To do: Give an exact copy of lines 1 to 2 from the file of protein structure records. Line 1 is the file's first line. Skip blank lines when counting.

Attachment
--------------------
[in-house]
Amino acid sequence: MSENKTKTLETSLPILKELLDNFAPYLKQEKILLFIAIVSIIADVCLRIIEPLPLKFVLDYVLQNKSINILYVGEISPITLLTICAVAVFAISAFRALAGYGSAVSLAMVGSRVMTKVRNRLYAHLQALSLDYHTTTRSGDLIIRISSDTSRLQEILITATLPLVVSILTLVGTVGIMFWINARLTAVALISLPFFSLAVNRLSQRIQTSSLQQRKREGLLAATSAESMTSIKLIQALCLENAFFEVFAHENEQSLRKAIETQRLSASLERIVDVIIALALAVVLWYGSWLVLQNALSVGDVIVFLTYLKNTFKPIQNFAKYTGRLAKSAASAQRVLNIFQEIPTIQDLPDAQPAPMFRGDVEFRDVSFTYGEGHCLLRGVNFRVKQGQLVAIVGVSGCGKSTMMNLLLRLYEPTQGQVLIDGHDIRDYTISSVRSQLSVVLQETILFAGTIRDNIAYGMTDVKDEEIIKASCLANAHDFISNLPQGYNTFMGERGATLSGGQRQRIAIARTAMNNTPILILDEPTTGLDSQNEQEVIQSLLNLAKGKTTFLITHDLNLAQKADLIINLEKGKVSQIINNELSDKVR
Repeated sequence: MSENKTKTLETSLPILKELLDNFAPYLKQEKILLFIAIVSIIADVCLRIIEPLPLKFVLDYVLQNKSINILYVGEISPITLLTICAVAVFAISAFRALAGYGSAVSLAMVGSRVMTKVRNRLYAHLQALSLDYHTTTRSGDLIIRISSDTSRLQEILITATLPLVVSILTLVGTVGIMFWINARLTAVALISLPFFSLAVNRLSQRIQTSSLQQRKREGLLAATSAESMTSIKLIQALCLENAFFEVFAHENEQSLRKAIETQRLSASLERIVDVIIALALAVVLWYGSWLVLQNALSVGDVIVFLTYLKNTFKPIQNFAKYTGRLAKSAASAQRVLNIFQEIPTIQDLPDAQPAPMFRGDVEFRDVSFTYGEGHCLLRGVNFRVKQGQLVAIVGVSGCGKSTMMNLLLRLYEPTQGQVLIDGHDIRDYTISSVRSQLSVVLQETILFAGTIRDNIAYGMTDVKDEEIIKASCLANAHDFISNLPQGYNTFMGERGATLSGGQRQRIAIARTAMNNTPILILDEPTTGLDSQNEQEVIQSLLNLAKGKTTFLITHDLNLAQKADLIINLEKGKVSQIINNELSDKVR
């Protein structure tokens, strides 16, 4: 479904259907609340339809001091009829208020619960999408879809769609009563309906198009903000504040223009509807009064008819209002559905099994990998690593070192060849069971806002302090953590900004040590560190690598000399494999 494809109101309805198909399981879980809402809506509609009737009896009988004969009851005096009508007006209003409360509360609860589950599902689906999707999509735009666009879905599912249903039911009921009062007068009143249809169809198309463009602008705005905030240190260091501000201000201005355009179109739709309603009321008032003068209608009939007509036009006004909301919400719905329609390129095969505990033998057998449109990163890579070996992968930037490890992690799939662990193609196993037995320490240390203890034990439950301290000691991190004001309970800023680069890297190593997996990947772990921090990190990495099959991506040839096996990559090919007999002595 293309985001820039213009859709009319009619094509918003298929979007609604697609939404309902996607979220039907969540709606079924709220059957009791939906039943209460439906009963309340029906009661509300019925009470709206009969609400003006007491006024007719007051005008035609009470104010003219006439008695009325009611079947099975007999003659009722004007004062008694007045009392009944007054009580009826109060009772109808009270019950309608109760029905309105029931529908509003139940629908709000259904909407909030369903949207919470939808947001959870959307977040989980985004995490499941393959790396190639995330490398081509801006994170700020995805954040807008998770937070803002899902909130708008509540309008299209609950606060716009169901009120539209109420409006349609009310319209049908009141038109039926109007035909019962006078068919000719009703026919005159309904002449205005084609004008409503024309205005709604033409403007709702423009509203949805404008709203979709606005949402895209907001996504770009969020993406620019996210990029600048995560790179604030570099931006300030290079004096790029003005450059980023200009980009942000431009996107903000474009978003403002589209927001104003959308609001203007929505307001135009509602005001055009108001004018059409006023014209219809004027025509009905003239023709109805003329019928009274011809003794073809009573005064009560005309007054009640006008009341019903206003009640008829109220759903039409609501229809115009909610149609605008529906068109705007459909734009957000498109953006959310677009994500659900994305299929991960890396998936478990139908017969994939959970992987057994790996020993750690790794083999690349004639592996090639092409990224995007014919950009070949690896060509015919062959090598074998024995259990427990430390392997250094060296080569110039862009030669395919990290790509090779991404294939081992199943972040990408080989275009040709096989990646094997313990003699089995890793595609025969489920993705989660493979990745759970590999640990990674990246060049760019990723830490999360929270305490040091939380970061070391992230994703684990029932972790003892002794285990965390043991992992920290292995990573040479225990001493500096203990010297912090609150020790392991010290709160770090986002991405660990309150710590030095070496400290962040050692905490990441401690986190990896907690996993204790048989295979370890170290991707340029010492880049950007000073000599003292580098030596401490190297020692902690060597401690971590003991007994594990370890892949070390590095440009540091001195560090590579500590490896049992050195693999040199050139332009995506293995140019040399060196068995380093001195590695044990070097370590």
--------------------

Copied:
[in-house]
Amino acid sequence: MSENKTKTLETSLPILKELLDNFAPYLKQEKILLFIAIVSIIADVCLRIIEPLPLKFVLDYVLQNKSINILYVGEISPITLLTICAVAVFAISAFRALAGYGSAVSLAMVGSRVMTKVRNRLYAHLQALSLDYHTTTRSGDLIIRISSDTSRLQEILITATLPLVVSILTLVGTVGIMFWINARLTAVALISLPFFSLAVNRLSQRIQTSSLQQRKREGLLAATSAESMTSIKLIQALCLENAFFEVFAHENEQSLRKAIETQRLSASLERIVDVIIALALAVVLWYGSWLVLQNALSVGDVIVFLTYLKNTFKPIQNFAKYTGRLAKSAASAQRVLNIFQEIPTIQDLPDAQPAPMFRGDVEFRDVSFTYGEGHCLLRGVNFRVKQGQLVAIVGVSGCGKSTMMNLLLRLYEPTQGQVLIDGHDIRDYTISSVRSQLSVVLQETILFAGTIRDNIAYGMTDVKDEEIIKASCLANAHDFISNLPQGYNTFMGERGATLSGGQRQRIAIARTAMNNTPILILDEPTTGLDSQNEQEVIQSLLNLAKGKTTFLITHDLNLAQKADLIINLEKGKVSQIINNELSDKVR